Charlie Brown goes through life knowing he may never find true love. This DVD brings us three Peanuts cartoons, inflicting damage onto the character of Charlie Brown through Valentine’s Day, the Homecoming Dance and his infatuation with the Little Red Haired Girl.
The Peanuts television specials that I remember most are Charlie Brown Christmas, It’s the Great Pumpkin Charlie Brown and Snoopy Come Home. Each of these specials has been replayed so many times that it is hard not to quote the lines as the characters say them. The Christmas special is as much a holiday staple as It’s a Wonderful Life. Who doesn’t feel something when the kids gather around Charlie Brown’s little sad tree and decorate it up nice? Peanuts is an American institution that is more nostalgia for me than anything.
Maybe that is why I was surprised when I turned on Be My Valentine Charlie Brown and did not find the uplifting, inspiring film that Christmas was, but instead a very sad tale about a young boy who cannot find love. Like all Peanuts cartoons, the only people you see are the children. The adults are always off screen and their voices distorted, usually with a child repeating what was said to let the viewer in on the story. This works for the comic as it leaves you in the world of the children, seeing things through their eyes without the constant need for reprisal from authority figures.
That makes the episodes on this disc even more depressing. In Be My Valentine Charlie Brown, the titular character sits by his mailbox waiting day after day for the mail to arrive. All Charlie Brown wants is a Valentine’s Day card. And every day he is disappointed. You may have seen this before, as it is a direct replay of the Christmas special. Charlie Brown’s reaction in that Christmas special is poignant. “I almost wish there weren’t a Holiday season. I know no one likes me, why do we have to have a holiday season to emphasize it?” Yet, the Christmas episode ends on the high note I mentioned. This Valentine’s special does not.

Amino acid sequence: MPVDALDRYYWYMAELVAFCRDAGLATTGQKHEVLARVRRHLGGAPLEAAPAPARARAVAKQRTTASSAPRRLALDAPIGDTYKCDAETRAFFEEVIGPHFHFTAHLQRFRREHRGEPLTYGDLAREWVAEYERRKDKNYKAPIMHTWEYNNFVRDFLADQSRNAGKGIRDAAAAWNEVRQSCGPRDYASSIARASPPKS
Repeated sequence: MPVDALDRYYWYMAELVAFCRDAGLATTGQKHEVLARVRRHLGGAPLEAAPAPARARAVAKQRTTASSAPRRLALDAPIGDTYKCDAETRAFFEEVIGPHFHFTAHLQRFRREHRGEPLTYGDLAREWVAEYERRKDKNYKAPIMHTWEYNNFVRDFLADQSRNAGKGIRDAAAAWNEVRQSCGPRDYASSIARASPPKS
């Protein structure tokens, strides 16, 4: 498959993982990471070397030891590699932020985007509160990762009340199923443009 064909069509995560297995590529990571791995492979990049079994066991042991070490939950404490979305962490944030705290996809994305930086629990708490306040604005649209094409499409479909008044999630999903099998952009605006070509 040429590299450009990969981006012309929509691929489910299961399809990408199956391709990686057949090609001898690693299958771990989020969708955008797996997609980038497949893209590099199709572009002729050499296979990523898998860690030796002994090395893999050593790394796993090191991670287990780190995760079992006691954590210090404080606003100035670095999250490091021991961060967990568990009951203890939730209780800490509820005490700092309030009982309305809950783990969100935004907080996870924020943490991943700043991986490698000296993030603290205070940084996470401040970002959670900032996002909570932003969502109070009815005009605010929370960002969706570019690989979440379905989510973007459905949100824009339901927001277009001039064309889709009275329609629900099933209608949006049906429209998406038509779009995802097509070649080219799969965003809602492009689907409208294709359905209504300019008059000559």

Charlie Brown slips further into depression as his classmates get together to exchange Valentine’s Day cards. Everyone receives at least one, many handfuls, except Charlie Brown. He gets nothing despite bringing a handful himself to give out. Finally at the end, Violet gives him one that she received so he would have one. Schroeder stands up for Charlie Brown, pointing out that the girls only chose to do this so they would no longer feel guilty. Charlie Brown interrupts him and says he will take the card anyway, proving that he is not only a sad character, but bordering on pathetic and desperate.
The episode garnered numerous Valentine’s Day cards sent from kids around the world to Charlie Brown. It seemed to work on a level that showed kids how badly a person could be hurt when they are shunned by their classmates and friends. It is a tale of a boy who never finds love and it can be used to teach kids an important lesson on how they should treat kids around them.
The second episode on the disc, You’re in Love, Charlie Brown, has Charlie Brown chasing the mysterious “Little Red Haired Girl” and finally getting a promising outlook on his future. With a note from the Little Red Haired Girl saying she likes him too, he dances down the street happily awaiting the next school year. This is an outlook that anyone who has followed the comic strip by Charles Schultz knows will never pay off. The Little Red Haired Girl was based on the one unrequited love of Schultz’s life, the one girl that he always loved but who rejected him. Charlie Brown was more a part of Schultz than anyone else and to see the heartbreak and failures of the character is even more tragic when you consider the fact that it is, in may cases, Schultz looking back on his own childhood.